Lord Blackwell: My Lords, I thank the Minister for that Answer and ask her to go a little further. Does she accept that there are significant changes on the table at Nice which have not yet been agreed by governments; for instance, the extension of qualified majority voting, reweighting of votes in the Council and so forth? Does she also accept that experience has often shown that the preamble to treaties turns out to be as important as the articles themselves and in many cases opens the door to the extension of Community competence? In the light of that need for scrutiny, will she give an undertaking on behalf of her colleagues on the Front Bench that this House will not be told that we do not have the right to debate or vote on details of the treaty as it is brought to us?

Baroness Scotland of Asthal: My Lords, I agree that it is likely that some changes will be made at Nice. The whole purpose of the negotiations is for us to find a way forward. It is right that the matter will come before the House--indeed, both Houses will have an opportunity to debate the issue. The Nice treaty will have to be approved by both Houses of Parliament, by the passage of a Bill, before ratification. It is anticipated that an oral Statement will be made on 11th December by the Leader of the House on the outcome of Nice. Therefore, we will have a proper opportunity to discuss the matters.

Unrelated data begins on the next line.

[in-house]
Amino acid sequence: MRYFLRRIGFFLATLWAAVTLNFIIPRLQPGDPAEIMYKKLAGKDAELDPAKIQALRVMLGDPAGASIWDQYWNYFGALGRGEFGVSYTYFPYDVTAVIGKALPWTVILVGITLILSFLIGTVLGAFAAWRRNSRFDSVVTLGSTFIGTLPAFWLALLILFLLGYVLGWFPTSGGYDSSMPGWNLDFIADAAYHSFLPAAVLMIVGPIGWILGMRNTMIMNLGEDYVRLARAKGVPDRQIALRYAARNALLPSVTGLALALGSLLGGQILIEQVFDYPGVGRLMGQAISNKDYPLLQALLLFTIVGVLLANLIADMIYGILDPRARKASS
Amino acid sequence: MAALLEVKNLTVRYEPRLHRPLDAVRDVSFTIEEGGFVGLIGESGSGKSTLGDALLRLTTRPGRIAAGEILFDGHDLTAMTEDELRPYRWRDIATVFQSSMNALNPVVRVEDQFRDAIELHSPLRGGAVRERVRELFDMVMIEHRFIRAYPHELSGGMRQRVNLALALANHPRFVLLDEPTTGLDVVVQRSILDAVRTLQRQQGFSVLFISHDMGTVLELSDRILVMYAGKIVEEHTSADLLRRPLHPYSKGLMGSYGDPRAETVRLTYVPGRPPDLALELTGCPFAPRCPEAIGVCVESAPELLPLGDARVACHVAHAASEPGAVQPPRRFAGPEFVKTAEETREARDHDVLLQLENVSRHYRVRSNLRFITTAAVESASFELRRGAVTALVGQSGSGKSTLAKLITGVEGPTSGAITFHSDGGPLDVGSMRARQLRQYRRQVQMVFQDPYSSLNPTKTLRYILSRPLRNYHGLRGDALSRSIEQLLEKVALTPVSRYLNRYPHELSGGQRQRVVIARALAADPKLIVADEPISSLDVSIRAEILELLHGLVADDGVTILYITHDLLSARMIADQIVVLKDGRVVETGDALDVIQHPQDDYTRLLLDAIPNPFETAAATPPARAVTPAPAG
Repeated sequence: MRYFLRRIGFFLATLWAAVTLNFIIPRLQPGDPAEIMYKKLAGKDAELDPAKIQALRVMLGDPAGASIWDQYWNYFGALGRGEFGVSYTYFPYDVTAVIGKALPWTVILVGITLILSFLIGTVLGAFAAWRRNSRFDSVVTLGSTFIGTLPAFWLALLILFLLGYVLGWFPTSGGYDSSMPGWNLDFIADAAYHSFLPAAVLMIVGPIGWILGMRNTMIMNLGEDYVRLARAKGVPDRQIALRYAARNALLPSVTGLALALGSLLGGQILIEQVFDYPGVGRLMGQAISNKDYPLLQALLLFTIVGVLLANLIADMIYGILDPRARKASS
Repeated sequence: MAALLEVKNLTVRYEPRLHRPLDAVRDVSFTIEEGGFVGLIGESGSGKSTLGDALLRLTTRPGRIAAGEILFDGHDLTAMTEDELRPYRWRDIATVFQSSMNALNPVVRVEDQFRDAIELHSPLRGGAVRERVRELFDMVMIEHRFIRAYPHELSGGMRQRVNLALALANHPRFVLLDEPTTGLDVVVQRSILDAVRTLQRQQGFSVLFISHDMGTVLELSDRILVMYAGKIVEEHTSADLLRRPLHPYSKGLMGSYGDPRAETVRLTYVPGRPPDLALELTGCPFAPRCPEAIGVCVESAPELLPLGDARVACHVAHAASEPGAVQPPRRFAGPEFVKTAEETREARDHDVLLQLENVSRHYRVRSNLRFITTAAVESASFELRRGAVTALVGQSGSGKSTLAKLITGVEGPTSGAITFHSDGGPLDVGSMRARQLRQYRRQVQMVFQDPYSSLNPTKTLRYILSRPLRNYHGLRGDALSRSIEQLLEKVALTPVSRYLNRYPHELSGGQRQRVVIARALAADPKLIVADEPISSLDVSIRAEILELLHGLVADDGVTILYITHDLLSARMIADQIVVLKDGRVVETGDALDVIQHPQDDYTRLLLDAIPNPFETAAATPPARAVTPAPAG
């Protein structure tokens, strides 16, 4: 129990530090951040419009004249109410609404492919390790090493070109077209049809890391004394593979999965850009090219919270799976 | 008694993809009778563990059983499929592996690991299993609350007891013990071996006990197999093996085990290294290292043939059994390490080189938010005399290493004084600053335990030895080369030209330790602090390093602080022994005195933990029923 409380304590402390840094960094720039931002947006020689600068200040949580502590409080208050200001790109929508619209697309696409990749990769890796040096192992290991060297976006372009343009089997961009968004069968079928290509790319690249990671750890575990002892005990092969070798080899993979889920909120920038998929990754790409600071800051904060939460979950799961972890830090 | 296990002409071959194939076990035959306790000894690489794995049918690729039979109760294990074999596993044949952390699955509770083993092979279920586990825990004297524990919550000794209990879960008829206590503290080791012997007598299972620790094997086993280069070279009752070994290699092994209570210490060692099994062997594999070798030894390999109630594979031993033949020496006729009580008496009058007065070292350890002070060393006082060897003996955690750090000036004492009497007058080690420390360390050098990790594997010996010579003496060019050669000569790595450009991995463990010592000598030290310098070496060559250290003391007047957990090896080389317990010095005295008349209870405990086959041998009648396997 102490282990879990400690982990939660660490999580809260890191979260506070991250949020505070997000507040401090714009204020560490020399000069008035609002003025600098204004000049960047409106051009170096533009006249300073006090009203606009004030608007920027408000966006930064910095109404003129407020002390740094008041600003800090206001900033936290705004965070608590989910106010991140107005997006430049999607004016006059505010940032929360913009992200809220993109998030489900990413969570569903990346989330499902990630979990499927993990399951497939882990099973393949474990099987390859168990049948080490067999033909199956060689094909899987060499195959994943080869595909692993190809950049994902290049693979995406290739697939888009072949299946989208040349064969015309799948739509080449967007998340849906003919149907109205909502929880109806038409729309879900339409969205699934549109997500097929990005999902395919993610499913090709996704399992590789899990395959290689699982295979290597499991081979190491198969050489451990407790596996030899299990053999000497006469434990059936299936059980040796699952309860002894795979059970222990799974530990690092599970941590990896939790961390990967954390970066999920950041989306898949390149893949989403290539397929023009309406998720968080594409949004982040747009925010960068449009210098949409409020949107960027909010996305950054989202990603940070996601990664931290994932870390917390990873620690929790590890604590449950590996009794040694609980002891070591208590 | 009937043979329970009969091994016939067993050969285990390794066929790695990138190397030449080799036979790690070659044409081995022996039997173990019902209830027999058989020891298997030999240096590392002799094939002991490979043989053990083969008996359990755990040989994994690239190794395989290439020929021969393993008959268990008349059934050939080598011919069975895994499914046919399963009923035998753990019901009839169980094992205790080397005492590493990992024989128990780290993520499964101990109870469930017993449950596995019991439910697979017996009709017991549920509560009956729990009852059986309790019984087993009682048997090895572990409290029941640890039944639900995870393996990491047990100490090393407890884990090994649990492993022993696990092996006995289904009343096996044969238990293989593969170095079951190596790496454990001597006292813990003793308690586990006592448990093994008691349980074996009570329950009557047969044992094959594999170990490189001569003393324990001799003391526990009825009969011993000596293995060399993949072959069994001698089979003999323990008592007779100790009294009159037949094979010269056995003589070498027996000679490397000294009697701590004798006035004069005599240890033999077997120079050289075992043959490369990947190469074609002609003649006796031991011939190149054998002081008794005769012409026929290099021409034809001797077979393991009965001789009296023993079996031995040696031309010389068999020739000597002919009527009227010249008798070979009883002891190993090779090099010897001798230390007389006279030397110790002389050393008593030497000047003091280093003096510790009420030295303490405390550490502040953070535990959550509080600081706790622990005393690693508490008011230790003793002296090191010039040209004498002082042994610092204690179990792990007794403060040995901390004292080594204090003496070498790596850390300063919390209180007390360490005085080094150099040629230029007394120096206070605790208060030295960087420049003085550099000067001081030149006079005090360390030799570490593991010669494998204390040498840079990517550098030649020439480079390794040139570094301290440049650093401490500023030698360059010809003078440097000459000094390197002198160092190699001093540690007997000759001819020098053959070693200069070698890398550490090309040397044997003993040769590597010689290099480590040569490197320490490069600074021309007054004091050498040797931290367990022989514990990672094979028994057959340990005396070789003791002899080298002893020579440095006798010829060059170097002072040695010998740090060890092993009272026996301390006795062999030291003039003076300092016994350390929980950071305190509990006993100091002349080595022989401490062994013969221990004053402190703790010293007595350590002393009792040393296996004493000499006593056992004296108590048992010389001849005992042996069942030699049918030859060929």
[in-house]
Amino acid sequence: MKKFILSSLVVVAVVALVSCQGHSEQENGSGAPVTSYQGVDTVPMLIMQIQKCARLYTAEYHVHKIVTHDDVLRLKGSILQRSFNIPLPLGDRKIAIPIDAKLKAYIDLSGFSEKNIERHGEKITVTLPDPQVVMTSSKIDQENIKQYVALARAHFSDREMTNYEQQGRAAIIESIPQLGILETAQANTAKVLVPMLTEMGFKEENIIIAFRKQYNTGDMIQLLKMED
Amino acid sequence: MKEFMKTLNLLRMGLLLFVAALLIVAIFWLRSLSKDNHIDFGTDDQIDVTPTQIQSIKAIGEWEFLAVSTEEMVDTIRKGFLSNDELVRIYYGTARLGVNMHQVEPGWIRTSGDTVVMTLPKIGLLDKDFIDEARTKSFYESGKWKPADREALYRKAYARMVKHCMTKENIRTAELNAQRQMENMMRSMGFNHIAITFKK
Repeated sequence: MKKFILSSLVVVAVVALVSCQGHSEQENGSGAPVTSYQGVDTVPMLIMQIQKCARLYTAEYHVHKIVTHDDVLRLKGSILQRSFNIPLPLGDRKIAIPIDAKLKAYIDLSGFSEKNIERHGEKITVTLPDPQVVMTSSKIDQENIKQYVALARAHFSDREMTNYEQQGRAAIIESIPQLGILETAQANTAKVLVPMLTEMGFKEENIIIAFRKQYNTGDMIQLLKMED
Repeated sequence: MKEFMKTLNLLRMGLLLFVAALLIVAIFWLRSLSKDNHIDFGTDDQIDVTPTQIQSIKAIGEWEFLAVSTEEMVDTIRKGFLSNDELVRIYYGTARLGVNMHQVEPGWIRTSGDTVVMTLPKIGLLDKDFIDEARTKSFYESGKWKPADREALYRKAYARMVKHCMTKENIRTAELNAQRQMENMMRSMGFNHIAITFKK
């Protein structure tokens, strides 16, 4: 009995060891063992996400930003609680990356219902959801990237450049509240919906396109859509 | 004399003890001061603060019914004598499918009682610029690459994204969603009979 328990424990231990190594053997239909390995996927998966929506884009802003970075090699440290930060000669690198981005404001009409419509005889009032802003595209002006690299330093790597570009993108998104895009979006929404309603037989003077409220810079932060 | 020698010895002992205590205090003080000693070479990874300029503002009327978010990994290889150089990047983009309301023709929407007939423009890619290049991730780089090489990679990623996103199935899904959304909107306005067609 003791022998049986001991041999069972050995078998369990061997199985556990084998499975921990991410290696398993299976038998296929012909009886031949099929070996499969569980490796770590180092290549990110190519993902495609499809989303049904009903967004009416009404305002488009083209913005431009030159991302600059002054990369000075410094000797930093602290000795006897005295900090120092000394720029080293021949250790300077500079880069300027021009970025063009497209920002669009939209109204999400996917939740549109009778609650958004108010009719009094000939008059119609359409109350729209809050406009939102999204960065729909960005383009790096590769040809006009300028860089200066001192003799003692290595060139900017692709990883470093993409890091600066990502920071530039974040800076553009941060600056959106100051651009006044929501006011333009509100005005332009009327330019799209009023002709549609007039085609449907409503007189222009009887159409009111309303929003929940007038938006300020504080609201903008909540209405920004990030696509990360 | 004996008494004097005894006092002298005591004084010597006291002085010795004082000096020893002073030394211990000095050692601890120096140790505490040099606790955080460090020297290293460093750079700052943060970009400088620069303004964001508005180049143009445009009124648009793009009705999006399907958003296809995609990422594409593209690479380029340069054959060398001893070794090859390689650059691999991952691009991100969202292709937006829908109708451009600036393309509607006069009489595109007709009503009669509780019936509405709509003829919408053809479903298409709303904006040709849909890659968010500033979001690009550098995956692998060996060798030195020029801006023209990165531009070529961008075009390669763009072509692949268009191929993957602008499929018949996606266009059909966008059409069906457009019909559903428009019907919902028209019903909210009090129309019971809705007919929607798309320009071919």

Perhaps I may remind the House that the Amsterdam treaty was discussed for some five months before it was finally ratified.

Lord Tomlinson: My Lords, does my noble friend agree that if, following the Nice summit, there is no agreement on, for example, qualified majority voting and the extension of that principle, the size of the Commission and the weighting of votes in Council, we shall have failed the applicant countries which are seeking to join the EU, those changes at Nice being the imperative precondition to an EU which can accommodate such an enlargement?

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Baroness Scotland of Asthal: My Lords, my noble friend is right in saying that those are extremely important issues. The House will know that Her Majesty's Government have been at the forefront in arguing for a proper enlargement, and the new countries are anxious that we should be in good form before they join us.